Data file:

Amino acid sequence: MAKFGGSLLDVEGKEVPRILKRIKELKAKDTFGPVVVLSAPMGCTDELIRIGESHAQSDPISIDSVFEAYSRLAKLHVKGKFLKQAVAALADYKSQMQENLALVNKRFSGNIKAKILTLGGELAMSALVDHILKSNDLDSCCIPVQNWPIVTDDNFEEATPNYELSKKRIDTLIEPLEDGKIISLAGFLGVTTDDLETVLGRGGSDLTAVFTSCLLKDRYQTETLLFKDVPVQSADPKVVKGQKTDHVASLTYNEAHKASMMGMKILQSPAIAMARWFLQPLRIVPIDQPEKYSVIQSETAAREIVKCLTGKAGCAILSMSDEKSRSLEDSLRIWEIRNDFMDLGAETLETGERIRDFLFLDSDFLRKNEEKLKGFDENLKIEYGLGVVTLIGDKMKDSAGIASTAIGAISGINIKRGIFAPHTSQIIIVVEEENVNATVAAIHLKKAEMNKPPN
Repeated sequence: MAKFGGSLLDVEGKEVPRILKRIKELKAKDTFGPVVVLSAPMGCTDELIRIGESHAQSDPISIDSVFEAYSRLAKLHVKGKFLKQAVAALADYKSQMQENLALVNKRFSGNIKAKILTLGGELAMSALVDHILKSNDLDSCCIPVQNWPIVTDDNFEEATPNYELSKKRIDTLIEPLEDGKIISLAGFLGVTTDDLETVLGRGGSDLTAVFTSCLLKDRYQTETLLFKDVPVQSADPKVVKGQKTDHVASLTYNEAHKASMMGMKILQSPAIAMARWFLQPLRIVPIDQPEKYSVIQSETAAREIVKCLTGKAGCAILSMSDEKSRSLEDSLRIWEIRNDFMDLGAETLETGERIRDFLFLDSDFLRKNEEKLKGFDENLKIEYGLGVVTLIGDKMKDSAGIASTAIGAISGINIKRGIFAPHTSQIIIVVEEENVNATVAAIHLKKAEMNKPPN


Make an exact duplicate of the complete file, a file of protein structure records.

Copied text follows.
Amino acid sequence: MAKFGGSLLDVEGKEVPRILKRIKELKAKDTFGPVVVLSAPMGCTDELIRIGESHAQSDPISIDSVFEAYSRLAKLHVKGKFLKQAVAALADYKSQMQENLALVNKRFSGNIKAKILTLGGELAMSALVDHILKSNDLDSCCIPVQNWPIVTDDNFEEATPNYELSKKRIDTLIEPLEDGKIISLAGFLGVTTDDLETVLGRGGSDLTAVFTSCLLKDRYQTETLLFKDVPVQSADPKVVKGQKTDHVASLTYNEAHKASMMGMKILQSPAIAMARWFLQPLRIVPIDQPEKYSVIQSETAAREIVKCLTGKAGCAILSMSDEKSRSLEDSLRIWEIRNDFMDLGAETLETGERIRDFLFLDSDFLRKNEEKLKGFDENLKIEYGLGVVTLIGDKMKDSAGIASTAIGAISGINIKRGIFAPHTSQIIIVVEEENVNATVAAIHLKKAEMNKPPN
Repeated sequence: MAKFGGSLLDVEGKEVPRILKRIKELKAKDTFGPVVVLSAPMGCTDELIRIGESHAQSDPISIDSVFEAYSRLAKLHVKGKFLKQAVAALADYKSQMQENLALVNKRFSGNIKAKILTLGGELAMSALVDHILKSNDLDSCCIPVQNWPIVTDDNFEEATPNYELSKKRIDTLIEPLEDGKIISLAGFLGVTTDDLETVLGRGGSDLTAVFTSCLLKDRYQTETLLFKDVPVQSADPKVVKGQKTDHVASLTYNEAHKASMMGMKILQSPAIAMARWFLQPLRIVPIDQPEKYSVIQSETAAREIVKCLTGKAGCAILSMSDEKSRSLEDSLRIWEIRNDFMDLGAETLETGERIRDFLFLDSDFLRKNEEKLKGFDENLKIEYGLGVVTLIGDKMKDSAGIASTAIGAISGINIKRGIFAPHTSQIIIVVEEENVNATVAAIHLKKAEMNKPPN